Blue and Gold Illustrated

Nov. 27, 2020

Blue & Gold Illustrated: America's Foremost Authority on Notre Dame Football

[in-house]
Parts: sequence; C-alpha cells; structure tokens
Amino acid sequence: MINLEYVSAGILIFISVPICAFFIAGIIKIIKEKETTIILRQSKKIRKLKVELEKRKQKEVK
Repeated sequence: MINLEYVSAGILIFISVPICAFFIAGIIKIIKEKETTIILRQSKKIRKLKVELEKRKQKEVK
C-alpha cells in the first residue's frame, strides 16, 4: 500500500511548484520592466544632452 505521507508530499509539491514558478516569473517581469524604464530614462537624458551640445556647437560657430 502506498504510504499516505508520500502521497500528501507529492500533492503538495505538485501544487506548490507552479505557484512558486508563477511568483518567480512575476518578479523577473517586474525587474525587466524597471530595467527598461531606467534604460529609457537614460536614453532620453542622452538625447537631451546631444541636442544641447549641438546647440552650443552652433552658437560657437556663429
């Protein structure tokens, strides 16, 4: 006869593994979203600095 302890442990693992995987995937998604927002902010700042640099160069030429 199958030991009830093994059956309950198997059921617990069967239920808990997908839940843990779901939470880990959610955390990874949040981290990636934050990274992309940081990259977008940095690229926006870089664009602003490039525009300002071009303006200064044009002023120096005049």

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8 NOV. 27, 2020 BLUE & GOLD ILLUSTRATED UNDER THE DOME Yes, Last Year's Experience Will Help By Lou Somogyi The cancellation of 2020 March Madness was one of the initial tremors that the COVID-19 threat was real and would be the onset of a new normal. However, even if the global pandemic had not occurred, the Fighting Irish women's season was already finished with a 13-18 mark and its first sitting out of the Big Dance in 25 years (1995). Meanwhile, 20th-year men's head coach Mike Brey recently admitted that despite improving to 10-10 in the ACC last year, his troops more likely were headed to the NIT — a third straight year not in the NCAA Tournament after making it nine of the previous 11. With reasonable health and a hopeful taming of the coronavirus, both squads will receive invites this year. There is a reason why the women are ranked No. 22. Last year was a perfect storm of attrition and other setbacks, but there is a quality young nucleus that includes five former McDonald's All-Americans and a determina- tion to bounce back under first-year head coach Niele Ivey. For the men, the ACC preseason poll has them 12th out of 15 schools. Be- ing under the radar is when Brey teams thrive, especially as experienced as this one will be. Junior year is when the Brey system takes hold, and his best recruiting class (on paper) from three years ago will now feature six juniors. The schedule is the most treacherous I've seen since John MacLeod's first year in 1991-92, but it will forge toughness and confidence as the year pro- gresses. Brey never has had a four-year stretch without an NCAA Tournament bid, and it won't start now. No, Too Much Improvement Remains For Both By Todd D. Burlage The argument against the men returning to the NCAA Tournament in 2021 starts with three words: No John Mooney. The argument against the women returning to the NCAA Tournament in 2021 also starts with three words: No Muffet McGraw. Now, with that said, first-year Irish women's head coach Niele Ivey should be a seamless transition and the perfect choice as McGraw's successor, and she will eventually pull her pro- gram back to prominence. But in the deep and talented ACC, Ivey will likely need more than six months on the job to make it happen, especially with all the additional challenges she faced trying to mold her team under the coronavirus cloud. Rebounding from 13-18 to an NCAA Tournament team is possible, but it won't be easy. For men's head coach Mike Brey, the challenge of returning to the Big Dance is even greater, given that he'll have to replenish the 16.2 points and 12.7 rebounds per game from Mooney. With limited frontcourt options beyond senior forward Juwan Durham (7.4 points and 4.6 rebounds per last year as a complementary player next to Mooney), foul trouble and any un- thinkable injuries could make this another bumpy ride for Brey and his team through the difficult ACC. Like Ivey, Brey also faces a lot of hurdles on his way to a NCAA Tournament bid. A thin frontcourt and an early schedule that includes games against Michigan State, Tennessee, Ohio State, Kentucky, Duke, Purdue, Syracuse and Virginia, it's hard to find a clear path for the Irish men back to the Big Dance. Point ✦ Counterpoint: WILL BOTH MEN'S AND WOMEN'S BASKETBALL MAKE THE NCAA TOURNAMENT THIS YEAR? The line of questioning is becoming somewhat redundant, but understanding everything the Notre Dame athletic head coaches are facing during these unprecedented times remains worth revisiting. And after 20 years as the head coach of Notre Dame men's and women's swimming, Mike Litz- inger is a good candidate to outline the unique set of challenges he and his athletes are facing now and worked through during the spring and summer. Circumstances and procedures remain so "unique" for his programs, the Irish men and women began their season Nov. 6-7 with a "vir- tual meet" against West Virginia. Blue & Gold Illustrated caught up with Litzinger to discuss his team's state of the union, and what he was up against during the spring and summer campus shutdown. BGI: What were the special challenges you faced keeping your team engaged and excited for a winter season that was jeopardized because of the coronavirus? Litzinger: "The biggest thing was kind of put- ting a wrap on last season because it ended so abruptly, and staying in touch with our athletes throughout the summer, and starting to ramp up what the fall would look like when they returned. "The staff did a really great job of communicat- ing, along with our administration and our medical team, so we had protocols in place, we were ready to go as soon as kids hit campus the second week of August." BGI: With that said, how has your routine changed this season com- pared to the previous 19? Litzinger: "I think like any other team, we are extra aware now of our surroundings, and how COVID can play into our dynamic. "So we are trying to be as careful as we can, but we are enjoying the fact that we are able to train and compete because we were literally cut off from training from the second week of March all the way to August." BGI: How did the virtual meet against West Virginia work? Litzinger: "Both coaches agreed on an order-of- event lineup, and a start time for each event. So what we did was we finished each session, and since we were the home team, they sent us their times and we were able to merge our results with theirs to establish a finishing order and compile a regular meet sheet. "It was actually a lot of fun." BGI: How are the kids holding up through all of the protocols and changes to their usual routine? Litzinger: "These college kids, they put themselves under a lot of pres- sure as it is, especially at a place like Notre Dame where as an athlete, you want to be an All-American, you want to be an NCAA finalist but you also want to get a 4.0 [GPA]. "You want to have an internship and you want to be able to be a meaningful member of the univer- sity community. That dynamic has changed a little bit, but I am pleased they are still keeping that focus. They've adapted." BGI: You recently hired a veteran and successful dive coach before this season. What can you tell us about Mark Bradshaw? Litzinger: "I received recommendations from some of the best coaches in the country and they all knew that Mark would be a great fit. It ended up being a match, and he was ready to move on from Arizona State. "I think he knows the potential of our program and he saw it. He saw what we had to offer and it was a good match." — Todd D. Burlage Five Questions With … MEN'S AND WOMEN'S SWIMMING COACH MIKE LITZINGER MIKE BREY NIELE IVEY LITZINGER